Now let’s have a closer look. The following table compares average incomes of the corresponding countries with the average incomes of each of the above mentioned professions by city. The information is presented in percentages, may they be above or below the average incomes of each country.
Table.4 Average Annual Income (% Compared to Average Income by Country)
Graph.4 Average Annual Income (% Compared to Average Income by Country)
Although the earnings of the language industry in cities like Mexico City and Johannesburg are more modest than those of their coequals in London and Paris, language professionals living in the latter two cities are more likely to get less value for their money. And so, despite earning similar wages in both Shanghai and Brussels, foreign language teachers living in these cities are in no way in similar conditions. According to our findings, teachers working in Shanghai can earn up to 314% more than the national average, whereas those who work in Brussels are likely to earn around 37% less than other professionals in the same country. Translators working in New York and Johannesburg are presented with a similar situation, in which New Yorkers earn about 12% less than the average, while their peers in Johannesburg can aspire to earn over 400% more than the national average. In Dubai, interpreters are expected to earn up to almost 300% more than the average pay.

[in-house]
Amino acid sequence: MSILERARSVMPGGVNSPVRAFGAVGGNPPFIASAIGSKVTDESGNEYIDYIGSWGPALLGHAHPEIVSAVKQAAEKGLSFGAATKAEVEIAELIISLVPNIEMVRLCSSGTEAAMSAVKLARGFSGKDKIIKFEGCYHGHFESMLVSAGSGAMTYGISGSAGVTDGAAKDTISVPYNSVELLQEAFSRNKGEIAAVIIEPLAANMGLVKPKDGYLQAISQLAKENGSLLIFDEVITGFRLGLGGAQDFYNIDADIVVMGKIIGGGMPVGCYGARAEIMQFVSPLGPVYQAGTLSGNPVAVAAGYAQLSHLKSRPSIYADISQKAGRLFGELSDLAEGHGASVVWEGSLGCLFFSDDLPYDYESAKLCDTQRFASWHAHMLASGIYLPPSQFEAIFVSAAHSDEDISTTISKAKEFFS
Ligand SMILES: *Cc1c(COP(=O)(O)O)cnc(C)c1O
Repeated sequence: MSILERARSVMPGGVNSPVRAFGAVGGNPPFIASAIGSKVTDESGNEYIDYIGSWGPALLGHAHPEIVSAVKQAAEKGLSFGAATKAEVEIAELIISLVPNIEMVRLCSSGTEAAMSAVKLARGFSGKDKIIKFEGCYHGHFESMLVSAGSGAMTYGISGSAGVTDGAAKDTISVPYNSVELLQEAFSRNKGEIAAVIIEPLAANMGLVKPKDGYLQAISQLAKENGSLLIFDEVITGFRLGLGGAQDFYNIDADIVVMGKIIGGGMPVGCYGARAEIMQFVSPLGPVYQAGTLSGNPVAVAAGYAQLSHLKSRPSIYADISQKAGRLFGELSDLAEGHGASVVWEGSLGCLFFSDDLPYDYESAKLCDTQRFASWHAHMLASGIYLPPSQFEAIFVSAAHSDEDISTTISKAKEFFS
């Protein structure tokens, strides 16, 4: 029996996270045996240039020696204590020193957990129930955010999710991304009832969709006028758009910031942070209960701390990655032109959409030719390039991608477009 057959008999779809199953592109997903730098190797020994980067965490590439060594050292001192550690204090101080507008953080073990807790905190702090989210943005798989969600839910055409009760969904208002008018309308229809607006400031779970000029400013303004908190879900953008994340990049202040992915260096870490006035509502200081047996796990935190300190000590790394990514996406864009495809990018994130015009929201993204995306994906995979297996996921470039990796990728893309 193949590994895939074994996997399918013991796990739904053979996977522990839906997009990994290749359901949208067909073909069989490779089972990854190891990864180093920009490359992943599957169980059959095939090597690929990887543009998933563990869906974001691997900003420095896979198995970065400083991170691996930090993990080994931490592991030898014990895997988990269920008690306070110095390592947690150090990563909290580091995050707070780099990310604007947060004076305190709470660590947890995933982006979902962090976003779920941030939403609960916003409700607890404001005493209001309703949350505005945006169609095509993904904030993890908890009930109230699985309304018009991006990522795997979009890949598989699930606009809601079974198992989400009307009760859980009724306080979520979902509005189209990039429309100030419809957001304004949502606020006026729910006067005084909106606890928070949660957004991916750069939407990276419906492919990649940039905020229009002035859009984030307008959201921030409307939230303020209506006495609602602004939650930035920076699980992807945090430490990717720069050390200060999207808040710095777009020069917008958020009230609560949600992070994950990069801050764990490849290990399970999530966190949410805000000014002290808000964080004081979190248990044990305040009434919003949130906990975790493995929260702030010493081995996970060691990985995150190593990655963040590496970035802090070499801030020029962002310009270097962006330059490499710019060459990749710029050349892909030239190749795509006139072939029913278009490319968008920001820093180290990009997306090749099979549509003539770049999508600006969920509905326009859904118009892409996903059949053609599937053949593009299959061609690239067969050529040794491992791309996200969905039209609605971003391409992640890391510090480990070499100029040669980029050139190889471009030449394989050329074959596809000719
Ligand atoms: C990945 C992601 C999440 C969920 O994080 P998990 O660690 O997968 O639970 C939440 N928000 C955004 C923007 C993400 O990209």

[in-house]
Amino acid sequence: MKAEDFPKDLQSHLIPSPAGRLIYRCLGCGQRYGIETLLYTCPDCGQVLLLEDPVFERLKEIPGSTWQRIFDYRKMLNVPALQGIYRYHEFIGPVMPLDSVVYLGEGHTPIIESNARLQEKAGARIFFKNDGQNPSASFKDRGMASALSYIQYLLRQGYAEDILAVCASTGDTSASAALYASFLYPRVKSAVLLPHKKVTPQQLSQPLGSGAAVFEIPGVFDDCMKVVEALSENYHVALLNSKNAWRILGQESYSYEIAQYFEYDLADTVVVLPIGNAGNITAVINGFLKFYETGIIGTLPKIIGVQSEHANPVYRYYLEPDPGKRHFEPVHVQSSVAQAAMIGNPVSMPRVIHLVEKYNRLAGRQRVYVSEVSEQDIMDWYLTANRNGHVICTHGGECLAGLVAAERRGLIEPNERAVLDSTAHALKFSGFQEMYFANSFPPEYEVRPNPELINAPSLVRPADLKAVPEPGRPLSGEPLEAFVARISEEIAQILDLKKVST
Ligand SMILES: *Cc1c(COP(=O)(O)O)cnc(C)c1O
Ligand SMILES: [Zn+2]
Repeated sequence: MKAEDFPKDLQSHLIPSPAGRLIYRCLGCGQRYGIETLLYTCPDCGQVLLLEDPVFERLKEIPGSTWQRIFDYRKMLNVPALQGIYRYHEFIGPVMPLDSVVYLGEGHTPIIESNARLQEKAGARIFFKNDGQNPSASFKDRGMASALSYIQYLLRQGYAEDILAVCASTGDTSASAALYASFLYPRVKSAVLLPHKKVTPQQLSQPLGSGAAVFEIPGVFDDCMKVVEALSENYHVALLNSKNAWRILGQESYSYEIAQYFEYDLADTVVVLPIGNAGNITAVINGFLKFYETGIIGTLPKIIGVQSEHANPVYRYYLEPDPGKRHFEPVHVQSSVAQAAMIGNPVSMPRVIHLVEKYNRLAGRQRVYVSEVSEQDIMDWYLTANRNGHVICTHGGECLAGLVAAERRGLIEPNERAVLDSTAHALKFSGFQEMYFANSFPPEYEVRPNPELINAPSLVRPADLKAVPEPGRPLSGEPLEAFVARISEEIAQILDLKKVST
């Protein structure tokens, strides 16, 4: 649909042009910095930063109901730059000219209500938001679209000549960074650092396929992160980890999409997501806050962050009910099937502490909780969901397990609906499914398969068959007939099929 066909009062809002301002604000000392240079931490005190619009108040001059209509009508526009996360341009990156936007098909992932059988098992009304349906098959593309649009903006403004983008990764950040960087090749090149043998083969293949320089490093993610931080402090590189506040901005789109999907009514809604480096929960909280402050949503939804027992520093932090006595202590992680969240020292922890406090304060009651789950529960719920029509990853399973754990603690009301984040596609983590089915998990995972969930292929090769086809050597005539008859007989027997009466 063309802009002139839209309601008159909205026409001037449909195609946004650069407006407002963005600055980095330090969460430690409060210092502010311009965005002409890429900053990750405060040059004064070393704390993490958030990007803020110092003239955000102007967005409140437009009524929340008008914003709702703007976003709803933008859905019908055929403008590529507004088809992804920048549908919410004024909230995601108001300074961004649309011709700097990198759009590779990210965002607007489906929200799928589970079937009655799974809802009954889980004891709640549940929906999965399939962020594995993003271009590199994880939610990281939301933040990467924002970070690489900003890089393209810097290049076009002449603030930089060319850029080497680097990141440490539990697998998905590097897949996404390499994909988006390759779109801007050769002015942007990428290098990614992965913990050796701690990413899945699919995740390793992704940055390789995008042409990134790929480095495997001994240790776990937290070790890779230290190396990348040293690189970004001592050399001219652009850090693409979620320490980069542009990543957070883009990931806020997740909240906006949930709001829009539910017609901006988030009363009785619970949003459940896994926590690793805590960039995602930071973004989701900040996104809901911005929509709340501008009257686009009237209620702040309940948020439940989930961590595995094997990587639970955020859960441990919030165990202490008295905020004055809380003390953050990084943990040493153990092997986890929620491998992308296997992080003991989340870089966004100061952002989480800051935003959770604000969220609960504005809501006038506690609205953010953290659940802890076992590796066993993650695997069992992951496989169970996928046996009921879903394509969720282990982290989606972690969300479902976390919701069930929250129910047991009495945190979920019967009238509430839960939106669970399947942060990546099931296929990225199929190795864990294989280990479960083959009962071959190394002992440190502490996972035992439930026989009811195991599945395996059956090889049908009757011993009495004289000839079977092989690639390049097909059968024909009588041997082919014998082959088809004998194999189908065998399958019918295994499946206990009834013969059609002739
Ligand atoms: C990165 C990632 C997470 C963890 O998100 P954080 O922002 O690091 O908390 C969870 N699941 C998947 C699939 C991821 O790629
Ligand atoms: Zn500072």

Many speculate on the reasons for these peculiar numbers. Some suggest, for example, that recent economic growth in China has lead to a larger demand for foreign language teachers, giving them an upper hand in salary bargaining. Similar proposals have been made about interpreters working in the United Arab Emirates. In Mexico, above-average salaries for foreign language teachers are often explained by the country’s strong economic relationship with the United States and by an increasing amount of private institutions willing to pay better wages for native-speaker teachers. In New York, where the average income is among the highest in the United States, many translators are employed by the law system and, as a result, earn a somewhat modest paycheck, especially when compared with the income of, for example, a New York lawyer or broker. And in South Africa, the large difference between incomes is often attributed to the high unemployment rate (around 20% in 2009) as well as to the growing need for multilingual communication.
So, do language professionals actually earn more than the next guy sitting next to you? Well, as you can see, the answer depends largely on where they are living and in which field they are working.
What about you? Are you getting your money’s worth?